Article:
To evaluate the feasibility of radiofrequency-enhanced vascular gene transduction and gene expression by using a magnetic resonance imaging-heating guidewire as an intravascular heating vehicle during magnetic resonance imaging-guided therapy.
Gene therapy presents great potential for the treatment of artherosclerotic cardiovascular disease. A magnetic resonance imaging-guidewire was designed to fulfill three functions simultaneously: to serve as a receiver antenna for generating high-spatial-resolution magnetic resonance images of vessel walls, a conventional guidewire for guiding endovascular interventions (such as balloon angioplasty and vascular gene transfer) and a potential intravascular heating source for local heating in targeted vessel segments.
The investigation included in vitro evaluation of the use of radiofrequency energy to enhance gene transduction and gene expression in vascular smooth muscle cells, as well as in vivo validation in pig arteries.
For in vitro experiments, cells were seeded in each of four chambers of a cell culture plate and a green fluorescent protein gene-bearing lentivirus was added. One of the chamber was heated at approximately 41°C for 15 minutes by using an magnetic resonance imaging-heating guidewire.
For the in vivo experiments, a lentivirus vector bearing the therapeutic vascular endothelial growth factor 165 gene was transferred by using a gene delivery balloon catheter in 18 femoral-iliac arteries (nine artery pairs) in pigs (with and without atherosclerosis). During gene infusion, one artery in each pig was heated to approximately 41°C with radiofrequency energy transferred via the intravascular magnetic resonance imaging-heating guidewire, while the contralateral artery was not heated (control condition).
The MR imaging-heating guidewire was configured in such a way that simultaneous MR imaging and RF heating was possible with the same MR imaging-heating guide wire.
|Exposure duration||continuous for 15 min|
|Additional info||In vitro experiments|
|Chamber||Cell culture plate with four chambers in which smooth muscle cells were cultured.|
|Setup||The MR imaging-heating guidewire was attached to the bottom of chamber 4 with the hot spot of the guidewire located at the center of the chamber bottom.|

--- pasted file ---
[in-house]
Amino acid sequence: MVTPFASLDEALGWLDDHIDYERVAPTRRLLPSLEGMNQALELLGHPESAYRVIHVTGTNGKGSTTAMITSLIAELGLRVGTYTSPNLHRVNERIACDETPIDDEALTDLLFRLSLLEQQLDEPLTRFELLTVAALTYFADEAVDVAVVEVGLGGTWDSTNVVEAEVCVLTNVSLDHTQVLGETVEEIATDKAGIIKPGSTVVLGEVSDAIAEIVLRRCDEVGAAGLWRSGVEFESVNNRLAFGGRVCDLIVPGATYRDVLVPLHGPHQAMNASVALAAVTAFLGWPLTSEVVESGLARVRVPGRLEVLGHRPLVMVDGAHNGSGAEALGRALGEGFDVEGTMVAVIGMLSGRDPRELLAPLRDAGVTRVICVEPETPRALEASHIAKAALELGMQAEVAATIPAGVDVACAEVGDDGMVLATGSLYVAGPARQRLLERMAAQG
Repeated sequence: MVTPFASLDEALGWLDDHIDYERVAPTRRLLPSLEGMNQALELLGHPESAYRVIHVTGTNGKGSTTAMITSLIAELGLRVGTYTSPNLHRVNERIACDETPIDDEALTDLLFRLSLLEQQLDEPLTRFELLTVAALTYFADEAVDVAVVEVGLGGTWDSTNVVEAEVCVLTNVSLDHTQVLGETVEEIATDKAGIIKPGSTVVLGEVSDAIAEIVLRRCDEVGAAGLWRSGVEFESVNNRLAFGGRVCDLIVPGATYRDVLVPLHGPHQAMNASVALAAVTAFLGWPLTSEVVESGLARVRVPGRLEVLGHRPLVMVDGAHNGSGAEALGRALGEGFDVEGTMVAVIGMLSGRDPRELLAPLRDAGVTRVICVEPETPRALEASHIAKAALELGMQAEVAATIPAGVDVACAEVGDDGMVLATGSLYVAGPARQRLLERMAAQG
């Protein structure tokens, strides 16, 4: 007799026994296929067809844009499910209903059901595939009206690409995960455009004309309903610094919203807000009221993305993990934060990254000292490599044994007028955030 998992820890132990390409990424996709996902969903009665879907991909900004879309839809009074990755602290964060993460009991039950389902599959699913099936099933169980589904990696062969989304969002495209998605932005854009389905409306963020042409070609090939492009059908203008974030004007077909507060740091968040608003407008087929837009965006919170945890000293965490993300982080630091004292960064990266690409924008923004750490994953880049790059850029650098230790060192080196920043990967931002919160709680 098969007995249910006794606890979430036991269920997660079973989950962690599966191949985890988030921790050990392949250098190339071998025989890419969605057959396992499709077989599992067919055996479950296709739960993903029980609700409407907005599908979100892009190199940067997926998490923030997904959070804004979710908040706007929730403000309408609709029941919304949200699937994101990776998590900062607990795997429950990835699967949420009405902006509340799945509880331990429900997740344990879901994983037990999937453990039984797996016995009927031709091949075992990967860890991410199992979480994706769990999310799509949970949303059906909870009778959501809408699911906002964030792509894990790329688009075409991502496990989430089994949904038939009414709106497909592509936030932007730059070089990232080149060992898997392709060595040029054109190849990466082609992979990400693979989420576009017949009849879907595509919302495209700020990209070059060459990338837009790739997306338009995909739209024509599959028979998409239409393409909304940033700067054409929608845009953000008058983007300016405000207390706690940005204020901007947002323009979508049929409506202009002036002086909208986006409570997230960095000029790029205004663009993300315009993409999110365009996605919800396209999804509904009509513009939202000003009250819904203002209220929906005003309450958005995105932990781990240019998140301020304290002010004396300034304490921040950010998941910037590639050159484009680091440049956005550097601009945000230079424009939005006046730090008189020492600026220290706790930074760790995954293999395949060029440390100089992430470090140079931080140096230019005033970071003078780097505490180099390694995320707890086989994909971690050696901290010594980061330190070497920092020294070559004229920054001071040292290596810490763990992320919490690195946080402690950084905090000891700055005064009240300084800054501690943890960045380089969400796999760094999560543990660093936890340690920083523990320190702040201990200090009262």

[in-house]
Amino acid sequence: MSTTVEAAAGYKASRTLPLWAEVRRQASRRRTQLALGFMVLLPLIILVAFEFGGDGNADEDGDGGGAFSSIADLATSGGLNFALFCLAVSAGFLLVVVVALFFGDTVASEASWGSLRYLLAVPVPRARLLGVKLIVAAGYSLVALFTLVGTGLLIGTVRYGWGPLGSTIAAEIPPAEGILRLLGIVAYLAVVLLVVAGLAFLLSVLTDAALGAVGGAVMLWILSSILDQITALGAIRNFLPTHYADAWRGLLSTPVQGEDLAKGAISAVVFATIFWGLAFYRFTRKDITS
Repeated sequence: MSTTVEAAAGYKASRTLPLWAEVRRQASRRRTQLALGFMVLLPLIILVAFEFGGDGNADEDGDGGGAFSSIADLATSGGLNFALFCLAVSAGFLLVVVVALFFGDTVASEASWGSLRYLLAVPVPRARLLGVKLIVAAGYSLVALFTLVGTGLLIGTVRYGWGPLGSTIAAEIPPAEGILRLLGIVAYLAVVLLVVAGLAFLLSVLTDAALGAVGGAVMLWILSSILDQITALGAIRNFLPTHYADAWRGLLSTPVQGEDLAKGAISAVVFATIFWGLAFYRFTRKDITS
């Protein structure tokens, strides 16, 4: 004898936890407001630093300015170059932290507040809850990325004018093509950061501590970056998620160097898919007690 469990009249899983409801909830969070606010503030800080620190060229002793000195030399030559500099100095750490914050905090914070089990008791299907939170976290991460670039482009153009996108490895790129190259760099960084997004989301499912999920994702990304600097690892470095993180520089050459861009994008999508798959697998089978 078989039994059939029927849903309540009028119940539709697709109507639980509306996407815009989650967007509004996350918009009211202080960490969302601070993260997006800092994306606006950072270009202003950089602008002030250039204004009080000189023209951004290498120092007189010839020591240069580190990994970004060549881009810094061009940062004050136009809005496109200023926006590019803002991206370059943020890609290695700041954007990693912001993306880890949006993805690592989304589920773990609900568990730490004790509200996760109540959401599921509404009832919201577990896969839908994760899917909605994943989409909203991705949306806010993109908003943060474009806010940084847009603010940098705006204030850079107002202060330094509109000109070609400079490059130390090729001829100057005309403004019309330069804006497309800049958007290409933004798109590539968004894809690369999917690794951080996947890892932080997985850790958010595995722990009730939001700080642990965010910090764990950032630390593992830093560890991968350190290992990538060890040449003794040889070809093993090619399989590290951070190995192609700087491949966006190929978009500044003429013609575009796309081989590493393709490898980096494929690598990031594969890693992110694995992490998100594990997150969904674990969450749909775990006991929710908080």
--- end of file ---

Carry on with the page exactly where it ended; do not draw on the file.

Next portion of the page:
|Exposure duration||approximately 20 min|
|Additional info||In vivo experiments|
|Setup||A lentivirus vector bearing a therapeutic gene was transferred by using a gene delivery balloon catheter in 18 femoral-iliac arteries in domestic pigs and Yucatan pigs with atherosclerosis. During the gene infusion, one femoral-iliac artery in each pig was heated by RF exposure. The contralateral artery was not heated and served as control.|
|Additional info||Infusion was given for continuously for 8.5 at a flow rate of 10 mL/h or intermittently at a flow rate of 21 mL/h for 8 min (4 increments of 2 mins each with 2 min interval between them).|
In vitro experiment: Confocal microscopy revealed green fluorescent protein expression in the heated chamber that was 293% the level of expression in chamber 1 (non-heated).
In vivo experiment: Data of Western blot analysis showed vascular endothelial growth factor 165 gene expression for normal arteries in the radiofrequency-heated group that was 300% the level of expression in the non-heated group, and, for atherosclerotic arteries in the radiofrequency-heated group, 986% the level in the non-heated group.
Simultaneous monitoring and enhancement of vascular gene delivery and gene expression is feasible with the magnetic resonance imaging-heating guidewire.